I have to confess that I was weaving my own experience with Lizzie Borden into my protagonist's biography. Lizzie was not the reason I became a criminal justice professor/crime historian, but I did learn that nursery rhyme about the murders when I was a child ("Lizzie Borden took an axe . . ."). It wasn't until years later that I learned that the number of "whacks" that she allegedly gave her mother and father were greatly exaggerated. But I still recite that nursery rhyme to my students when I want to jog their memories about the case. 

I'm writing about Lizzie today because I spent yesterday reading the New York Times coverage of the case. The Borden murder case received extensive "breaking" news coverage because of the unique elements of the case -- wealthy banker and his wife murdered in their home in a busy neighborhood on a summer morning with no one aware of what had happened until the man's daughter discovered the father's body and sent the maid running for help. From the beginning, questions abounded. How had the daughter and the maid heard nothing when Abby Borden, the wife, was killed upstairs in a guest bedroom? Where had a murderer hidden until the father came home and stretched out on the sofa to take a nap?

There were other suspects -- the visiting brother of Andrew Borden's first wife, the mysterious strangers reportedly seen arguing with Andrew Borden and his wife at their door the day before or climbing over a fence into the Borden yard or encountered by a farmer in a field four miles away. But in the end, as the police checked out these leads -- discovered the uncle had an alibi and two of the strangers were not viable suspects, discovered a small boy had lied  -- attention began to focus on Lizzie Borden. Her sister, Emma, had been away from home. Bridget, the maid, had no motive for killing her employers. But Lizzie, a "spinster" in her 30s, who had loved her father, was also known to have been frustrated by his frugality. She was known to have resented -- perhaps hated -- her stepmother. Lizzie had gone to a pharmacy to try to buy prussic acid to clean a sealskin cape. Lizzie, it was later allegedly by the prosecutor, might have intended to poison the victims, but been force to turn to more violent means when the pharmacist refused to seal her the acid. In fact, the family had reportedly all been feeling ill on the morning of the murder -- bad mutton or Lizzie's tampering with the food?

But when I turned to the New York Times articles yesterday, it was because I was interested in Lizzie's clothing. One of the enduring mysteries of this case is how Lizzie -- who was acquitted of the murders but is still at the top of most people's list of suspects -- how could she have committed two bloody murders and then been seen shortly after the last with no blood on her clothing. In a made-for-TV movie about the case, Lizzie (played by Elizabeth Montgomery, best-known as "Samantha" in the sitcom "Bewitched") commits the murders in the nude. I spent the day reading the coverage of the matter of Lizzie Borden clothing. There were some wonderful period details related to a closet the women used for their dresses. This became a major aspect of the testimony by Lizzie's sister, Emma. According to Emma, she had returned from her travels in the aftermath of the murders. She had needed another hook in the closet for the dresses she was hanging up and discovered an old dress of Lizzie's taking up one of them. The dress was smeared with paint, and she had -- Emma claimed -- asked Lizzie why she hadn't burned the dress. As a friend of Lizzie's later reluctantly testified, Lizzie did burn the dress in the stove a few days after the murders. This was somewhat unfortunate timing because the prosecution later argued that the dress had been the garment Lizzie Borden wore when she committed the murders and the stains had been blood not paint. But as one of Lizzie's defense attorneys noted, it was a matter of frugality to burn old clothing rather than pay the rag man for collection. The seamstress who had made the dress was also called to testified. She told of her stay in the Borden house while she sewed some dresses for the women. The dress she said was made of cheap material, and Lizzie had put it on as soon as it was made. It was intended to be worn around the house. The dress had become smeared with paint when workers were painting in the house.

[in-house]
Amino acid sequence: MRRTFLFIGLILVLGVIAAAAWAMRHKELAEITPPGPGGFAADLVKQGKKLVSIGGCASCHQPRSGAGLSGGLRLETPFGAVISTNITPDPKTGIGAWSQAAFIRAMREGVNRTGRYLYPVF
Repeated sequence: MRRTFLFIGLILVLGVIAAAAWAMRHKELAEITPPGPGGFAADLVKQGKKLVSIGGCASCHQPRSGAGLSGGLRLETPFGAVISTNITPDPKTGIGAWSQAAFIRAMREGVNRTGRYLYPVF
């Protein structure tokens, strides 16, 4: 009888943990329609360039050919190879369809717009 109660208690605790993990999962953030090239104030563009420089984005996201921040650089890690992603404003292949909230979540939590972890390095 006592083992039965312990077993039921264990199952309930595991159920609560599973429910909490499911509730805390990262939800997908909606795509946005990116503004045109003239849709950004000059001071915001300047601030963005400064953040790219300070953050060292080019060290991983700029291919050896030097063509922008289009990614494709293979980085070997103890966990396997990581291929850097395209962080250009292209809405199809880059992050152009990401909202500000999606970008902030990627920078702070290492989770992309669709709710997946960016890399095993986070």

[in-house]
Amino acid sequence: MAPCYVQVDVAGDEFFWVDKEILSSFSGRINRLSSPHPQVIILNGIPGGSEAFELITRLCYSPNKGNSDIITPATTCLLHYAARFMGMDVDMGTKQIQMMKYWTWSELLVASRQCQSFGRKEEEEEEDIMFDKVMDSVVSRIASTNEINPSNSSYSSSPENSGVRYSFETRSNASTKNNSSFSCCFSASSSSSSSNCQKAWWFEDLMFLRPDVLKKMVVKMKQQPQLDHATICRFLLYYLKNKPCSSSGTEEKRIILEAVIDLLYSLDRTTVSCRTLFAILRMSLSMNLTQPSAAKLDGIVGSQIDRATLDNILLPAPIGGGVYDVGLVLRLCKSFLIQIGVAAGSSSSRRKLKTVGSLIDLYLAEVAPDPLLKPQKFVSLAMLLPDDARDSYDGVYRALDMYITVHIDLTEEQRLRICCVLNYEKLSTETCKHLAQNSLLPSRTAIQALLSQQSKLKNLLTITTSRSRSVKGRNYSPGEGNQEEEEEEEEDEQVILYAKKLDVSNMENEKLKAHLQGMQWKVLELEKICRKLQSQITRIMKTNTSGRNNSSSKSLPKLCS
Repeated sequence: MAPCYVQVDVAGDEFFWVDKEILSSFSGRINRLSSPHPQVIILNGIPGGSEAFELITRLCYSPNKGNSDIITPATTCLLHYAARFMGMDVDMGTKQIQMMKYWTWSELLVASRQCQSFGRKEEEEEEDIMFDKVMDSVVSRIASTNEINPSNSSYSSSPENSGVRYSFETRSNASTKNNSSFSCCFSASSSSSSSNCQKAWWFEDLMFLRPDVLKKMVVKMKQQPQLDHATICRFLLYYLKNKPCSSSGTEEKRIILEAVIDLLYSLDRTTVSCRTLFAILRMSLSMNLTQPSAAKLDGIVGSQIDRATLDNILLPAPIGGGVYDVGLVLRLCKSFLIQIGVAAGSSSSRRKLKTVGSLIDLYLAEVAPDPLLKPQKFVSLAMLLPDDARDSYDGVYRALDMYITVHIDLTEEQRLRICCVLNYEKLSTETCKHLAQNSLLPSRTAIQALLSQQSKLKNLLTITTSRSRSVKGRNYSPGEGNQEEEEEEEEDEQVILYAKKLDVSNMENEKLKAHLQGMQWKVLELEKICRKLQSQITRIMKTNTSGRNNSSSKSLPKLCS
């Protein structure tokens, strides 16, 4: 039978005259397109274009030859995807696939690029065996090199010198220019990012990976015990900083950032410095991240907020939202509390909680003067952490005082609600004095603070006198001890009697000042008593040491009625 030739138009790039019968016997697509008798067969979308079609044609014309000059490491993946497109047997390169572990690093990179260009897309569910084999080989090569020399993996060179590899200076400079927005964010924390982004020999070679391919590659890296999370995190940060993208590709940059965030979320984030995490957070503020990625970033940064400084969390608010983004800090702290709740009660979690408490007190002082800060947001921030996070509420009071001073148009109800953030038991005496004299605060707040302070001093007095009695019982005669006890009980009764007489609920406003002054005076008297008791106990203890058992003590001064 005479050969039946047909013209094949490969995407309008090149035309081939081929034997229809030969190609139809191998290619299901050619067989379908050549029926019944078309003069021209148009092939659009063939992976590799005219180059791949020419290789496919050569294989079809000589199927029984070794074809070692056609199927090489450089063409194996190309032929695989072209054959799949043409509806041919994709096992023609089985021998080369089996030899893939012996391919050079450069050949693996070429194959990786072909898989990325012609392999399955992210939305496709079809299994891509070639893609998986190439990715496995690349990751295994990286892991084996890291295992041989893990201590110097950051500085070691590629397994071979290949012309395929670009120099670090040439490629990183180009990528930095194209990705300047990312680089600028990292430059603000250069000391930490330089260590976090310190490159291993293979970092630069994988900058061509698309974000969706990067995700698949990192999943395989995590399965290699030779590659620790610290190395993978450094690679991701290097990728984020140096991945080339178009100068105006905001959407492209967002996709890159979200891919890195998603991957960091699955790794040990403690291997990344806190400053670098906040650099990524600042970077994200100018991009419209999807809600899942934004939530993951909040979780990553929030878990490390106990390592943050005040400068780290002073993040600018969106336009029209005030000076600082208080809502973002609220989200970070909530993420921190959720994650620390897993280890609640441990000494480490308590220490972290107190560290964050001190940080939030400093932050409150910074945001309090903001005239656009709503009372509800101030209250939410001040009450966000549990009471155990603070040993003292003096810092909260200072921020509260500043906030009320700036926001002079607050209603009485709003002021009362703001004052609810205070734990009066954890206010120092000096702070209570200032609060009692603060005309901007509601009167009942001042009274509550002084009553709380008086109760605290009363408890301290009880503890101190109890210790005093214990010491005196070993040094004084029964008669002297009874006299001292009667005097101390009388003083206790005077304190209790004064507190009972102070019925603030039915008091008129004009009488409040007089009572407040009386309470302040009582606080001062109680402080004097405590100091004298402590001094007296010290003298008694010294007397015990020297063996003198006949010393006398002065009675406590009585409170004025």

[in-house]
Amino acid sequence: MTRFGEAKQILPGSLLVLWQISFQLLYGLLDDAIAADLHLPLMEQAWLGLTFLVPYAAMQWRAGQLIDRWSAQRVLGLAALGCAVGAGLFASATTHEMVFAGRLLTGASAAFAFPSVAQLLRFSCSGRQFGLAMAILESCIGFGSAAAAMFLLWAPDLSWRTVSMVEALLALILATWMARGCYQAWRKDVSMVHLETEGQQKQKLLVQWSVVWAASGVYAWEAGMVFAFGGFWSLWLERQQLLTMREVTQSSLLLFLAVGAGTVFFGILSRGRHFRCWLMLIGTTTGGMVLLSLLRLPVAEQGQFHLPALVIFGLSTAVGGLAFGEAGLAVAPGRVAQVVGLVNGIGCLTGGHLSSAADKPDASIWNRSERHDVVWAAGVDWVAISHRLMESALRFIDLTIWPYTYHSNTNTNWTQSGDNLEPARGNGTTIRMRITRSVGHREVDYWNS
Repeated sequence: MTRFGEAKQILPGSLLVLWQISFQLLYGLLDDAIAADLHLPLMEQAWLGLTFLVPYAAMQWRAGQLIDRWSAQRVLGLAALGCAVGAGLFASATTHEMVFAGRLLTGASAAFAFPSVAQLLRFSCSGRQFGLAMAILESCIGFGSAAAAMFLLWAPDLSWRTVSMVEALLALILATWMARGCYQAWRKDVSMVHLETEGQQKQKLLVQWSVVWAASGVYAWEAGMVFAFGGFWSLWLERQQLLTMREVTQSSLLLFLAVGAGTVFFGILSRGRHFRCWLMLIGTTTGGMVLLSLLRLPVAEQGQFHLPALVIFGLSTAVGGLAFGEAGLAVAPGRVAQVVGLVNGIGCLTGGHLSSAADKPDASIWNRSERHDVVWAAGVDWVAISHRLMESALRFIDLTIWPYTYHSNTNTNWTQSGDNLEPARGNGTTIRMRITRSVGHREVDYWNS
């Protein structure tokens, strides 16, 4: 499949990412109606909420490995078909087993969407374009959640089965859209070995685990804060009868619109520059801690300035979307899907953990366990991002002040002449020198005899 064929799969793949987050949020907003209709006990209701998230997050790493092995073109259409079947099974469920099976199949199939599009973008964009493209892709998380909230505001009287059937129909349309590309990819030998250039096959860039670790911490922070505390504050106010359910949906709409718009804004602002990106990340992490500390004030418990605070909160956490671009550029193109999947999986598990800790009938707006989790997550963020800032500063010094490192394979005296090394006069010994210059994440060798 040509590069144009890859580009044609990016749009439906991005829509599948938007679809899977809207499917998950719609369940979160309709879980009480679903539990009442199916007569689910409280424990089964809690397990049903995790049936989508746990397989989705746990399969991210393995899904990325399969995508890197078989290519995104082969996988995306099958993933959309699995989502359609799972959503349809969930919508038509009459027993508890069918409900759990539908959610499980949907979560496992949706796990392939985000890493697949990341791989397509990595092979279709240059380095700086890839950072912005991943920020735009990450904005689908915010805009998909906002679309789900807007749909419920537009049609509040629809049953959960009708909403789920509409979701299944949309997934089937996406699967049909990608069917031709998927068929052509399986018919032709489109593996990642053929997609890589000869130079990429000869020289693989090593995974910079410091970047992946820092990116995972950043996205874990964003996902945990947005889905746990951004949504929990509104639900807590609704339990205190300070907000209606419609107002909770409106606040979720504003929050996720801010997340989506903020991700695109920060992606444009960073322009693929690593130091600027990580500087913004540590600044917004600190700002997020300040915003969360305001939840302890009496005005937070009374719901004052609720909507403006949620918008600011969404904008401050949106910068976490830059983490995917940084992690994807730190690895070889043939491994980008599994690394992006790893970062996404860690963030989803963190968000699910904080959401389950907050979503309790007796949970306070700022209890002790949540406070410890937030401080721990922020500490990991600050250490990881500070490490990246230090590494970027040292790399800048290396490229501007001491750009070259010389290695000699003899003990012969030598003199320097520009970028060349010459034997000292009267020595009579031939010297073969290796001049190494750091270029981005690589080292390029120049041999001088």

In another reminder that these murders took place in 1892, there was the testimony from police officers when they were questioned about the thoroughness with which they had searched through the women's clothing. Could they have missed a bloody dress hanging in a closet or in a trunk in the attic? Reading the newspaper accounts of their testimony, the officers were in less than total agreement about how well they searched. They were also poor witnesses when called on to describe the gown that Lizzie Borden was wearing when they arrived at the house. In fact, Lizzie Borden had several blue gowns in different shades and patterns and this become a matter of confusion for everyone, including Bridget, the maid. But all of the witnesses did agree that there was no blood visible on Lizzie's clothing when the neighbors and the doctor and the police arrived at the crime scene. The clothing that was collected and sent to the prosecutor's expert -- a college chemistry professor -- proves useless as evidence. If Lizzie Borden had committed the murders what she had worn -- perhaps one dress over another -- and how she had carried out her quick change or cleanup, remained a matter for conjecture.